Hope this makes some sense - - I have a cat who is presently annoying the heck out of me as I'm writing.

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  6. Stunning work. Remarkable man. Thank you, Jon.

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    1. They are indeed stunning, Geo. And as Ms Martyr mentioned (in the comment above) it looks like most of the subjects are unaware of the photographer. His camera seems to be the eye of a ghost wandering in another world.

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  7. A shame many artist never receive the kudo's they deserve till after their gone. Those are some pretty impressive shots. The one shot that captured my attention was the young Lad with the plaid pants, and belt turned to the side. It was surprisingly very fashion forward, even for poverty.

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    1. I must admit that the lad in the plaid pants caught my eye for improper reasons....It's amazing that I noticed the unusual band of his wristwatch, but I didn't notice his belt!

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  8. I about to say, "Whatever happened to those subjects?" .. when Anne Marie beat me to the punch. Tho' certainly not 'entitled' my own 1964 was consumed with the Beatles and pastel princess phones.

    These hurt my heart ... in a good way.

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    1. I wish we could return to the days of Beatles and princess phones.....These photos are truly haunting - more like something out of movie rather than reality. I like the fact that they're in black and white. It adds to the intrigue.

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  9. I love the way these photos almost capture a type of melancholy. These could have been taken in my rural hometown. Sad but beautiful.

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    1. The haunting, melancholy aspect is what intrigued me the most.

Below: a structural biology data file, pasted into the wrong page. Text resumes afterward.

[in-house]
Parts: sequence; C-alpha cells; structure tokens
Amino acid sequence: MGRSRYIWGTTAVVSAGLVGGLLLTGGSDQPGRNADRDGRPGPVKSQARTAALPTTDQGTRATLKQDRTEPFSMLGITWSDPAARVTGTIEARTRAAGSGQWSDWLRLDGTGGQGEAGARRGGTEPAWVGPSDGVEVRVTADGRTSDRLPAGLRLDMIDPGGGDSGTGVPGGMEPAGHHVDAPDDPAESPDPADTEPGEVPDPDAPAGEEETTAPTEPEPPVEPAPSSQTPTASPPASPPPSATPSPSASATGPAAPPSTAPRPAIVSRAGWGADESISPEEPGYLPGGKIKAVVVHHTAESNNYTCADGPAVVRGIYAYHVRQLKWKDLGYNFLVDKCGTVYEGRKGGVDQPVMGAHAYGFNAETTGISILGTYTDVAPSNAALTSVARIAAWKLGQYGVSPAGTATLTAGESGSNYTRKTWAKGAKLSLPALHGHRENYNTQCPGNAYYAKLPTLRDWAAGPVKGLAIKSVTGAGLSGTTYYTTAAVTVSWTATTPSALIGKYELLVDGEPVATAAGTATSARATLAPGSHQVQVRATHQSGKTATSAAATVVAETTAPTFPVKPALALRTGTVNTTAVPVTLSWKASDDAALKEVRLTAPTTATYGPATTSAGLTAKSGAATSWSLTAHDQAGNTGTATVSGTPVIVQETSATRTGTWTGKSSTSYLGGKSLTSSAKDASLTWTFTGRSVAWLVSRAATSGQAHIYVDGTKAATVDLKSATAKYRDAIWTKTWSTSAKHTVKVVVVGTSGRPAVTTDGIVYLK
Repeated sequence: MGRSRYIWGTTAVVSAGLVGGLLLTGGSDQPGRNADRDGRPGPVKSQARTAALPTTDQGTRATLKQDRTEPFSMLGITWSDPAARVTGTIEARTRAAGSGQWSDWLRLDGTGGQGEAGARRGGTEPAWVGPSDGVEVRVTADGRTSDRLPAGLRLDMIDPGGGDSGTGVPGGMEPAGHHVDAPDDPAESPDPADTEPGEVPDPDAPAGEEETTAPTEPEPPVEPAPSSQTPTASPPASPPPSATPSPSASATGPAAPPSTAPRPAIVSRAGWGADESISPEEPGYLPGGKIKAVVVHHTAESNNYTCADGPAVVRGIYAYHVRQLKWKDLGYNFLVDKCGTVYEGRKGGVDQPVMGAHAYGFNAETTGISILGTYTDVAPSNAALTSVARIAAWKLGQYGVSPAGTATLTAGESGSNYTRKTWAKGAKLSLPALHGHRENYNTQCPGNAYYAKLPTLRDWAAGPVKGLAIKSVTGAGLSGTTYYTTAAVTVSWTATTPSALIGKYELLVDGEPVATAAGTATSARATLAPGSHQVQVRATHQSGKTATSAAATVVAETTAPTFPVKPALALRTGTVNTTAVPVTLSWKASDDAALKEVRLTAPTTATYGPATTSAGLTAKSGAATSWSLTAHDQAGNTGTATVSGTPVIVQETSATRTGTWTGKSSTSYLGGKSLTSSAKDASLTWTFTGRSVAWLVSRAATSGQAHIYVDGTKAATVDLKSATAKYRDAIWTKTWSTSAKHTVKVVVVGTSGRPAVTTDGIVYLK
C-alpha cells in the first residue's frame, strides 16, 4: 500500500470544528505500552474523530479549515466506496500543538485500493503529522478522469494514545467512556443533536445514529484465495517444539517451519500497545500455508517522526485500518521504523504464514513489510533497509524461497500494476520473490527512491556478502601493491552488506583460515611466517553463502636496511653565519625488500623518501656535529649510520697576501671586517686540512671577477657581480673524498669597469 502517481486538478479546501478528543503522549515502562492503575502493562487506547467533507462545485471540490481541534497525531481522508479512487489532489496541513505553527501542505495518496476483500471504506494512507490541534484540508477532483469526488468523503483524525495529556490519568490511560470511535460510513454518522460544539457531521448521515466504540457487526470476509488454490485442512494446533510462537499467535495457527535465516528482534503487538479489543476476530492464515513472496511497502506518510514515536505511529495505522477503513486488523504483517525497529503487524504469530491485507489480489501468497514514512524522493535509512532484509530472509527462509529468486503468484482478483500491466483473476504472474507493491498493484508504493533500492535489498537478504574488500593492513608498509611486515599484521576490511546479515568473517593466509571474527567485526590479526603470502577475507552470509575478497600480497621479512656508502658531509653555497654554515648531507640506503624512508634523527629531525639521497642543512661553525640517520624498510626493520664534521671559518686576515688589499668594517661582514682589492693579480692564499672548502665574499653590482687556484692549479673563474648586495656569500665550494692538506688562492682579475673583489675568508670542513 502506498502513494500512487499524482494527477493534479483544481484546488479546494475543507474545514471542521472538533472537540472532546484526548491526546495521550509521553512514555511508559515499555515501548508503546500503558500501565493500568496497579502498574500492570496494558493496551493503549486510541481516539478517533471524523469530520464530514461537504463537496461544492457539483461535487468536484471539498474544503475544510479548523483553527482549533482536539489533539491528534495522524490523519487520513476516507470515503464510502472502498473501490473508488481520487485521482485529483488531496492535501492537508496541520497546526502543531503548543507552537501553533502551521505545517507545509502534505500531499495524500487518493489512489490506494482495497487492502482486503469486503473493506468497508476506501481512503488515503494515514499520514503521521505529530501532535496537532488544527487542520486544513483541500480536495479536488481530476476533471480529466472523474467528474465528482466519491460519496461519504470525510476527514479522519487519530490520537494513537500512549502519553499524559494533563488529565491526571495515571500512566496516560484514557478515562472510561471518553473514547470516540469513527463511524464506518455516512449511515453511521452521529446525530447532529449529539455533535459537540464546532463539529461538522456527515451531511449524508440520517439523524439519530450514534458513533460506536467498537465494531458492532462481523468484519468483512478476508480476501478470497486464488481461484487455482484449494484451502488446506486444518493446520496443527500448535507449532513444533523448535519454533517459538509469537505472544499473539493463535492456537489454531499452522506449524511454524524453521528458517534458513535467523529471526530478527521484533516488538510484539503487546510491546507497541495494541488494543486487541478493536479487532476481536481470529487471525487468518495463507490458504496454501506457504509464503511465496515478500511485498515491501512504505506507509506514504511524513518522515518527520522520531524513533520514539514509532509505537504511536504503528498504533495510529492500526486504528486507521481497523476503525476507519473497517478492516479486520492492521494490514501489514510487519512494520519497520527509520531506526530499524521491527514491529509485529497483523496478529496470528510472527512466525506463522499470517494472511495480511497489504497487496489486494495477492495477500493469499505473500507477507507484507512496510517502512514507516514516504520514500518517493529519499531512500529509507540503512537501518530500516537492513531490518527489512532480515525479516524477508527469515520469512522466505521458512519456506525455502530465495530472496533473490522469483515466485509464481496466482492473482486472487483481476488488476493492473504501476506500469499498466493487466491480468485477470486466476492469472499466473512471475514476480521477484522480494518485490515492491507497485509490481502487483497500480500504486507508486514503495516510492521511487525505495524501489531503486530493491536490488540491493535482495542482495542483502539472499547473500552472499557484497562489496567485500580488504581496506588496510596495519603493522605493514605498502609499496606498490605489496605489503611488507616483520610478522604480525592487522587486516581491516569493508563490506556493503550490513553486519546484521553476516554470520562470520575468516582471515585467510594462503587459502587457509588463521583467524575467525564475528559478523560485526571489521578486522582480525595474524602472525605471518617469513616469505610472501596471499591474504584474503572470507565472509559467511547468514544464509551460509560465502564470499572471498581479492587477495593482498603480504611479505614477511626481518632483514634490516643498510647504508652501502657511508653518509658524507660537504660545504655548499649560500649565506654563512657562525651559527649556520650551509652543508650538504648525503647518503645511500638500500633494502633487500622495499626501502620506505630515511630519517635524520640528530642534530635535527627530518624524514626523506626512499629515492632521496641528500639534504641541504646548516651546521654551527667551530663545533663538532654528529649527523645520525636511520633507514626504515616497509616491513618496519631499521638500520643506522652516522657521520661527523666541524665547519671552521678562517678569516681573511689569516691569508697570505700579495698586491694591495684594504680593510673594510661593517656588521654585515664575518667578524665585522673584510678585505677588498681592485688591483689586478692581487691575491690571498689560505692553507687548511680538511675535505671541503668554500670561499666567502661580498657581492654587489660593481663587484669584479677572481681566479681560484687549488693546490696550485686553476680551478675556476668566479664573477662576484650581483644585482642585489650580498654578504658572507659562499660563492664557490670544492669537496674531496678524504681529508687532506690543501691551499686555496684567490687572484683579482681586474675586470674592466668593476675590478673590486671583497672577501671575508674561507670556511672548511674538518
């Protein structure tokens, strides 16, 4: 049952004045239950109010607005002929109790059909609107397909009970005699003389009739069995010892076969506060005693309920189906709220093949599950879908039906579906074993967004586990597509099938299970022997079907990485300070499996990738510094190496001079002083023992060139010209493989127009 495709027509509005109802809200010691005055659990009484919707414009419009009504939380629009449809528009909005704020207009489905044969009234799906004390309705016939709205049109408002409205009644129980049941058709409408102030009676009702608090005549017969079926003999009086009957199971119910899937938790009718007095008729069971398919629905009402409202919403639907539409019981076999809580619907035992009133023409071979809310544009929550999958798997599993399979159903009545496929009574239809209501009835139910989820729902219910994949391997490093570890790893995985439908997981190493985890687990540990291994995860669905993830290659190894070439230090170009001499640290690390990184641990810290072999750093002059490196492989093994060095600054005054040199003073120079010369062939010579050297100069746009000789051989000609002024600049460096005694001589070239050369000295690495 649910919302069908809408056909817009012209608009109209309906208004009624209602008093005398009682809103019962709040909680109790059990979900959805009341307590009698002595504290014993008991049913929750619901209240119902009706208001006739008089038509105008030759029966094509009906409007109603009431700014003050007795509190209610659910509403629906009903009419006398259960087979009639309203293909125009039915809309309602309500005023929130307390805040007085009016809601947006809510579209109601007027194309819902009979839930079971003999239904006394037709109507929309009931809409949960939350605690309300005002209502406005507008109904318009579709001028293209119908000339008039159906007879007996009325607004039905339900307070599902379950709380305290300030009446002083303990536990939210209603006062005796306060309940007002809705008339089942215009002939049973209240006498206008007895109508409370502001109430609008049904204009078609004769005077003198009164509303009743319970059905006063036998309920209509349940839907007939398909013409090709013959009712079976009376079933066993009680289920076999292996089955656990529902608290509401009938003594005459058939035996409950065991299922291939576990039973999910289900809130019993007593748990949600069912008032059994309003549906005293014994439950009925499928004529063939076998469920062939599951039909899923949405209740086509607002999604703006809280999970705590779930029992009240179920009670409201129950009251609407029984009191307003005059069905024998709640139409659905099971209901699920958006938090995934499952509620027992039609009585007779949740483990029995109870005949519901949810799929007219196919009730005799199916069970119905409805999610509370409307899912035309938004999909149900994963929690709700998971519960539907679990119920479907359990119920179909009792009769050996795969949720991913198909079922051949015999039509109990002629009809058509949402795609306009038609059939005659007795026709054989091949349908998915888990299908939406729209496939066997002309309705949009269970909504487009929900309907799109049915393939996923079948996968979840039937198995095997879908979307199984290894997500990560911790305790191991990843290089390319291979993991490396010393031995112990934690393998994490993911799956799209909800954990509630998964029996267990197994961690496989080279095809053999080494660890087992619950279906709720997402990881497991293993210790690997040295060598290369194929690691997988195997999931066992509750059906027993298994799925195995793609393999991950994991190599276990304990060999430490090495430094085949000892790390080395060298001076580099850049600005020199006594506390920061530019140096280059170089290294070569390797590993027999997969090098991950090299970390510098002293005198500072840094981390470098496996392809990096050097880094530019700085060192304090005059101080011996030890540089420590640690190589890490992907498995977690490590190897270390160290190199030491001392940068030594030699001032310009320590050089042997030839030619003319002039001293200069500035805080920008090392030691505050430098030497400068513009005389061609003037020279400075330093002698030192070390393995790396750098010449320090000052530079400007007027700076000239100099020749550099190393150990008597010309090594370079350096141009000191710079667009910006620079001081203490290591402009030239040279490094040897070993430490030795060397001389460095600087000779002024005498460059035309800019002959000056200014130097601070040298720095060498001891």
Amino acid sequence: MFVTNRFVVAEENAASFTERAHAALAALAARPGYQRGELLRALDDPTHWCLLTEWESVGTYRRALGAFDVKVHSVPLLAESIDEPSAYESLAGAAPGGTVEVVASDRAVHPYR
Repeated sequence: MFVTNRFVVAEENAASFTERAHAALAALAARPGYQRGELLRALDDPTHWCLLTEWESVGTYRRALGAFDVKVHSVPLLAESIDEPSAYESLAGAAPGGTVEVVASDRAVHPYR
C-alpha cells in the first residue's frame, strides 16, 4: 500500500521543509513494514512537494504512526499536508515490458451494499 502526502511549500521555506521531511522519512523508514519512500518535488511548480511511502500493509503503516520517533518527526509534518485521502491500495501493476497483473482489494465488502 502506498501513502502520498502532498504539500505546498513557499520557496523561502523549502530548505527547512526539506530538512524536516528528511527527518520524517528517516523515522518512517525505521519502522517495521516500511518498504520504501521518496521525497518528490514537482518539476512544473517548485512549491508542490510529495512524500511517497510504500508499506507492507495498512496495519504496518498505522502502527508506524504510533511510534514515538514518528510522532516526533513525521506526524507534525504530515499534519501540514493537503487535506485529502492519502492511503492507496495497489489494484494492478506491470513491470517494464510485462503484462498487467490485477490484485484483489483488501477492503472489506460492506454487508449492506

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  10. Spectacular photographs, rich with story. I feel a sense of wonder perusing the exquisite detail, the freedom from posturing and pose, a fascination for the depth and beauty of humanity that challenges my reclusive nature.

    Thank you for this post, Jon.

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    1. I appreciate your input, Tomass - thanks for the visit!

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  11. I have some family from Appalachia, one of whom was a professional photographer in the 20s and 30s. I have trouble believing the older boys and men in these photos were just standing around with no shirts on at this time period. The photographer probably paid them to do that. Even the poorest white trash didn't go around shirtless.

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    1. Gedney lived with these families for several months, in 1964, during the broiling summer season. Since there was no air conditioning, I assume that rural men occasionally removed their shirts.

      I admittedly have included more shirtless photos in this post - - but the bulk of Gedney's photos have many more fully clothed men than shirtless ones.

      Since most of Gedney's photos remained unpublished when he died, he didn't gain anything financially from them. It seems rather ludicrous to think that his photos were purposefully "staged".

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  12. Since I missed these when you first posted them, I had to come back and take a look. Wow. These photos are amazing. Thanks so much for sharing them.